A v B (In the matter of the Matrimonial and Family Proceedings Act 1984) [2023] EWFC 241 (B)19 January 2024

Published: 30/01/2024 16:40


HHJ Evans-Gordon. MFPA 1984 Part III. Distribution of the proceeds of sale of a property in England following an overseas divorce.


The parties met in 2000 and began cohabiting in the subject property (‘the property’) sometime between September 2004 and January 2005. The property had been transferred to H by his father in 1994. The parties married in New Zealand in 2006 but continued to live in the property until August 2007 before moving to a rental property whilst renovation was undertaken financed by a loan from H’s mother. The parties later returned to the property in August 2009, and subsequently emigrated to New Zealand in December 2009 where they remained with their two children. The marriage broke down in 2011, and on 25 May 2011 the parties separated.

Thereafter followed extensive litigation in New Zealand in respect of both children and financial matters. In New Zealand, the court held it had no jurisdiction over the property in England but ordered W to pay 50% of the costs of renovations, financed by H’s mother, resulting in a net debt to H by W of NZ$433,040, reduced on appeal to NZ$397,000.

H subsequently issued proceedings for bankruptcy in New Zealand and W issued proceedings in England in respect of the property.

The proceedings

The proceedings commenced in September 2020, pursuant to s 15(1)(c) in Part III of the Matrimonial and Family Proceedings Act 1984 (MFPA), which grants jurisdiction when a property in England or Wales was at some time during the marriage used as the parties’ home. Jurisdiction was contentious, and following an appeal, Moor J granted permission to make the claim on 13 April 2022.

By the time of the Final Hearing in May 2023, the parties agreed W’s housing needs and hard debts would need to be met from the sum available following the sale of the property (c.£1.2m).

H offered a lump sum of £550K, a reduction of £100K since February 2023 on account of costs. In addition to a waiver of the New Zealand debt, payment of the children’s school fees, W’s hard debts, and costs of the appeal below.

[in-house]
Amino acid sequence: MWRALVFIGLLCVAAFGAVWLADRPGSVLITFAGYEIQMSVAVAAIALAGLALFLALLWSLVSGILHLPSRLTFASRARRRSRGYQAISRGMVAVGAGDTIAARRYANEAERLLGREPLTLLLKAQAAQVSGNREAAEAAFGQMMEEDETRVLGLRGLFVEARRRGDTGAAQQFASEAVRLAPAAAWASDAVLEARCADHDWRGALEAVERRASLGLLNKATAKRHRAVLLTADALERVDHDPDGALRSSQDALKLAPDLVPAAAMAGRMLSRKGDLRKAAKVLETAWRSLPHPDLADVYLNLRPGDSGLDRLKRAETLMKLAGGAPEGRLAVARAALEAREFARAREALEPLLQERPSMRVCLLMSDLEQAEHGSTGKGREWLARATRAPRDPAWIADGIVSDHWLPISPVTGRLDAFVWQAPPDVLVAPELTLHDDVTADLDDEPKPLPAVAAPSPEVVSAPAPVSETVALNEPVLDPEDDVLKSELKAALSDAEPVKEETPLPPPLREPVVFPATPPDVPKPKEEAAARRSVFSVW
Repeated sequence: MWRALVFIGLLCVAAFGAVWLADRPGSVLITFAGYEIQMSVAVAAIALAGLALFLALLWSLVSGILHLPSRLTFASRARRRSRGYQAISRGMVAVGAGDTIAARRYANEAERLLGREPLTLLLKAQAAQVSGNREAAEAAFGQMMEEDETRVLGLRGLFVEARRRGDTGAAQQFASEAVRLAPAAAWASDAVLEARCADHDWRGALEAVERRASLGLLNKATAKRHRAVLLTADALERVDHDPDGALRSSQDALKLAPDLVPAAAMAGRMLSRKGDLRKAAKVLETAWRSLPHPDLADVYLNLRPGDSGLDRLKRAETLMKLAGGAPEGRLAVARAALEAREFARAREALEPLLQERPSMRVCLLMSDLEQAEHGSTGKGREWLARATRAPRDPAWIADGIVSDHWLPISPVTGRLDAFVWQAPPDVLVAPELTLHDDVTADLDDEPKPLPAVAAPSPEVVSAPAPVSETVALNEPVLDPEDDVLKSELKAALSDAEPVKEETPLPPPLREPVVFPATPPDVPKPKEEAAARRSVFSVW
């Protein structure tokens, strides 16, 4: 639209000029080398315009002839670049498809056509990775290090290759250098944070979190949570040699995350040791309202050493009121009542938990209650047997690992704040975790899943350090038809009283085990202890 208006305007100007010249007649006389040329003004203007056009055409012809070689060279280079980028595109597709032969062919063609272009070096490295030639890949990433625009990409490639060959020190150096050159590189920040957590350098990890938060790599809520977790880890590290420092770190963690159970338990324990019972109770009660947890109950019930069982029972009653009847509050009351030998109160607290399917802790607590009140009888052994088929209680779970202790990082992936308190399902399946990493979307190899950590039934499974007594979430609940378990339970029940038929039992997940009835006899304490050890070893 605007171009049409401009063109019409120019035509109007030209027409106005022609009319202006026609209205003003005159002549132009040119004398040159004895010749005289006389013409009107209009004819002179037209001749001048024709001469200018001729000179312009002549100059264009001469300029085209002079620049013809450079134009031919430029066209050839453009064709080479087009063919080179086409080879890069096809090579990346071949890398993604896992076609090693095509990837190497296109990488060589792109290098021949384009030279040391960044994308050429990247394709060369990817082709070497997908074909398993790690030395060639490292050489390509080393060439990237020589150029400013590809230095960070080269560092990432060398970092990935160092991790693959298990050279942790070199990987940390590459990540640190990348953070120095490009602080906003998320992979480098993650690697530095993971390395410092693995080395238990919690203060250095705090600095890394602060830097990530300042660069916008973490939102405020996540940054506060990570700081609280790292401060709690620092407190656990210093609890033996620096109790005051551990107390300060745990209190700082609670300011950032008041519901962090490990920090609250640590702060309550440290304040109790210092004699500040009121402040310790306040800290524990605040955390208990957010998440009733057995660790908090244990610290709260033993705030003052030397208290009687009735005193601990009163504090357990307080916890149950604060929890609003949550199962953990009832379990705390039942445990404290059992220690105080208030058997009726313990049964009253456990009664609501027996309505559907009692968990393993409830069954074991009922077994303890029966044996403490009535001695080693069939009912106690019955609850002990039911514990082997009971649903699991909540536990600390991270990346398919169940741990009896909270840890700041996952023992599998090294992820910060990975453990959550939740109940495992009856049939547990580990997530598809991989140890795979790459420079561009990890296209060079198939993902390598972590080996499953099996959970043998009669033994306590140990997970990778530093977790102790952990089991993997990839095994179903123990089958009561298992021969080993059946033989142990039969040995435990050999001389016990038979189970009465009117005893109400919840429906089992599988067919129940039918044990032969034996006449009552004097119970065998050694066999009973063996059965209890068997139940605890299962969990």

W sought a lump sum of £800K primarily for housing, but also to meet other capital needs including furnishings (£50K), legal aid costs (£19K), and ongoing medical treatment costs (£40K), along with H meeting school fees, waiving the New Zealand debt, and meeting her debts.


The issues were:

  1. the extent of W’s housing budget;
  2. W’s needs for furnishings and fittings;
  3. W’s medical conditions and funding of treatment;
  4. the impact of W’s medical conditions on her housing needs; and
  5. The extent and nature of W’s liabilities.

The law

The applicable law is set out in ss 16–18 of MFPA which was considered by the Supreme Court in Agbaje v Agbaje [2020] UKSC 13. Mr Tyzack, for H, summarised the principles, which were adopted by the court as follows:

  1. It is not the purpose of Part 3 to allow a spouse with some English connections to make an application to England to take advantage of what may well be the more generous approach in England to financial provision.
  2. Mere disparity between an English outcome and the foreign outcome will certainly be insufficient to trigger the application of Part 3.
  3. Hardship or injustice is not a necessary precondition for the exercise of the jurisdiction.
  4. The court will not lightly characterise foreign law or the order of a foreign court as unjust.
  5. The amount of financial provision will depend on all the circumstances of the case.
  6. Where the connection to England is not strong and the claimant has received adequate provision from the foreign court Part 3 should not be used simply as a top up.
  7. There is no rule that provides that the award should be the minimum to avoid injustice.

Thereafter, s 20 limits the court’s jurisdiction to the disposition of the value of the property in England and Wales only, from which the court can only make capital orders and not orders for maintenance.


  1. The court determined the parties had a ‘moderate connection’ to the jurisdiction of England and Wales. They were both British citizens and had lived in the UK for at least five years, some of which was spent living in the subject property.
  2. H could meet his needs from largely from his own resources and employment.
  3. W’s reasonable housing needs were assessed at £510K, along with £10K for furnishings and £1,750 for moving costs payable as a lump sum (£521,750).
  4. No allowance would be made in respect of W’s medical conditions as to her housing need nor the funding of any further treatment which would be met by the New Zealand equivalent of the NHS.
  5. The court awarded a further capital sum of £42,112 to meet her hard debts, dismissing loans from friends and family as ‘soft loans’. The total award was therefore £563,862.
  6. The court rejected H’s argument W should only receive £550K as per his open offer based on a weak connection to the jurisdiction, such that it should be considered on a ‘needs light’ approach per MA v SK [2015] EWHC 887. The court noted W’s commitment to repay her soft loans, thus reducing her housing budget, and the need for the children to be properly housed. H’s reduction in his open offer owing to his costs were a matter for him, but were ‘very high due to his choice of solicitors’. In any event, the total award was less than 50% of the total proceeds and reflected the short time the parties lived in the property, and reflected H’s ownership prior to the marriage.
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